It is usually a surprise to realize how little glucose is actually maintained in the blood and body fluids. The control mechanism works on very small quantities. In a healthy adult male of 75 kg (165.35 lb) with a blood volume of 5 litres (1.32 gal), a blood glucose level of 100 mg/dl or 5.5 mmol/l corresponds to about 5 g (0.2 oz or 0.002 gal, 1/500 of the total) of glucose in the blood and approximately 45 g (1½ ounces) in the total body water (which obviously includes more than merely blood and will be usually about 60% of the total body weight in men). A more familiar comparison may help – 5 grams of glucose is about equivalent to a commercial sugar packet (as provided in many restaurants with coffee or tea).


The homeostatic mechanism which keeps the blood value of glucose in a remarkably narrow range is composed of several interacting systems, of which hormone regulation is the most important.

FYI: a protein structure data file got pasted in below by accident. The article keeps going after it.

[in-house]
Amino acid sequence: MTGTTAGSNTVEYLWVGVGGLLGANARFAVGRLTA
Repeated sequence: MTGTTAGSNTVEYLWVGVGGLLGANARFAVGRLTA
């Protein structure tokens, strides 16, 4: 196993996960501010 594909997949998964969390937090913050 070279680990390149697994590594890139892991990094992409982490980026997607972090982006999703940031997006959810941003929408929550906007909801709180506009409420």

There are two types of mutually antagonistic metabolic hormones affecting blood glucose levels:
* catabolic hormones (such as glucagon, growth hormone, catecholamines, thyroxine and somatostatin), which increase blood glucose
* and one anabolic hormone (insulin), which decreases blood glucose.

Glucose measurement

ample type

Glucose can be measured in whole blood, serum, or plasma. Historically, blood glucose values were given in terms of whole blood, but most laboratories now measure and report the serum glucose levels. Because RBC (erythrocytes) have a higher concentration of protein (eg, hemoglobin) than serum, serum has a higher water content and consequently more dissolved glucose than does whole blood. To convert from whole-blood glucose, multiplication by 1.15 has been shown to generally give the serum/plasma level.